Becoming ajarn: A narrative inquiry into stories of teaching and living abroad




Ferguson, Matthew Robert

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This M.A. thesis is a narrative inquiry into a westerner’s personal stories of teaching and living in Thailand. It narrates the experiences of becoming an ajarn (a teacher), but moreover an ajarn farang (a white teacher) in a Thai university. As International Education programs are largely supplemented with western-developed curricula and teachers, what are the implications for a western teacher when material and pedagogy fails in a new cultural situation? How can a teacher reconcile feelings of power (as a perceived education authority) and powerlessness (as a cultural foreigner)? This narrative inquiry explores the role of story to make meaning out of otherwise uncertain situations. The stories are about experiences deemed emblematic of tensions and ideas employed by multiculturalism, postcolonialism, phenomenology, and transformative education. These discussions aim to expose and exploit borders of experience that exist for reasons of culture, colonialism, location, and race. The transformative exercise of exploring spaces between borders recognizes that people are characters inside one another’s stories, which thereby expands boundaries of identity to anticipate and embrace moments of uncertainty that can inspire innovative pedagogy because of cultural difference, and not in spite of it.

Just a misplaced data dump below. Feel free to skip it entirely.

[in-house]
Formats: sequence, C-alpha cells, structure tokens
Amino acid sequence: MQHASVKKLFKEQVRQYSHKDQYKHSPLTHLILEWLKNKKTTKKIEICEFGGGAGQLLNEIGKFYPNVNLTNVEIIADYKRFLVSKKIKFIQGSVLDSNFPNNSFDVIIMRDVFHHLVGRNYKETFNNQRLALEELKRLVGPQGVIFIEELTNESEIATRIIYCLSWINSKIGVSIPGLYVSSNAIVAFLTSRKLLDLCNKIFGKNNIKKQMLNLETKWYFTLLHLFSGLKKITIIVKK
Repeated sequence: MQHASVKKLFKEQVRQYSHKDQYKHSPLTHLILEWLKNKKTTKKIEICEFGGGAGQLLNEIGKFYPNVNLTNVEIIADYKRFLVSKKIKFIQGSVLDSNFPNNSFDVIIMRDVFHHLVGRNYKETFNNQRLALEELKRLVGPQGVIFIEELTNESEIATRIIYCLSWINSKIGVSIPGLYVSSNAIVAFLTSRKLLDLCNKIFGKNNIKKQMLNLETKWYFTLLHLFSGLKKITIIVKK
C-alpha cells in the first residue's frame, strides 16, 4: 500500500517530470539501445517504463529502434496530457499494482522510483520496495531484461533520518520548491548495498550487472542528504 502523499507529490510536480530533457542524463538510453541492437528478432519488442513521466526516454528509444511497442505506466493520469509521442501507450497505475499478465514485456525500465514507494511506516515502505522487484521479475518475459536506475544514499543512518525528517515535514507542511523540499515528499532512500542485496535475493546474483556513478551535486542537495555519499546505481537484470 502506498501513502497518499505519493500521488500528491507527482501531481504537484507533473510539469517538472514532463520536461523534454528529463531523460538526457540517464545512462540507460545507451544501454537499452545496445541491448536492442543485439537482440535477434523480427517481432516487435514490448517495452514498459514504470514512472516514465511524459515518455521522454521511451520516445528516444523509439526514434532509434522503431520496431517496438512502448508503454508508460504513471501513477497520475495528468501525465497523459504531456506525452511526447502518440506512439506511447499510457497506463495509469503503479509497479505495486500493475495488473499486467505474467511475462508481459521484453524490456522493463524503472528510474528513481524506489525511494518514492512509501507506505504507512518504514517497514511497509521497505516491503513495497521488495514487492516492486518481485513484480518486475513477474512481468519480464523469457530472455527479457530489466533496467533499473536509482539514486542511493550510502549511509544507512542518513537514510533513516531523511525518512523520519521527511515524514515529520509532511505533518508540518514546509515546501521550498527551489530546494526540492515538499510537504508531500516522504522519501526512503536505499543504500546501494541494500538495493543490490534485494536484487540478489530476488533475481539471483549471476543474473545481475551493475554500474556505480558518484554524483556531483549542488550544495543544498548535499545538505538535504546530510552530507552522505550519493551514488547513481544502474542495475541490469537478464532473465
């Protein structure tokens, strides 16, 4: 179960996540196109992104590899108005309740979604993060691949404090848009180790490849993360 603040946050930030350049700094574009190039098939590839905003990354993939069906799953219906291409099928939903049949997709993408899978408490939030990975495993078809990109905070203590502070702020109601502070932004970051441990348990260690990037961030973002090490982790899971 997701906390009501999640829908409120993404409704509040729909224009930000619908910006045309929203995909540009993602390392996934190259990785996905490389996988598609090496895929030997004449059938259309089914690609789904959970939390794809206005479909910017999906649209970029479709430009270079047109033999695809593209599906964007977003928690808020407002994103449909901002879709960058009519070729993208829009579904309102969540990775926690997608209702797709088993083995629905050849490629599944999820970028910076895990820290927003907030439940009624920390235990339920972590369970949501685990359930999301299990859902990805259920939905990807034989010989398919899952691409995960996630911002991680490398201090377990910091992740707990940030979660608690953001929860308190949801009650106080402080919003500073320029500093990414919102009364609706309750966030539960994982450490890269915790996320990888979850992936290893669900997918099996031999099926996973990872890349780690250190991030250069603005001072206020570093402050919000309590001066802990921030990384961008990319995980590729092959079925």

Narrative Inquiry, International Education, Multiculturalism, Postcolonialism, Identity, Transformative Education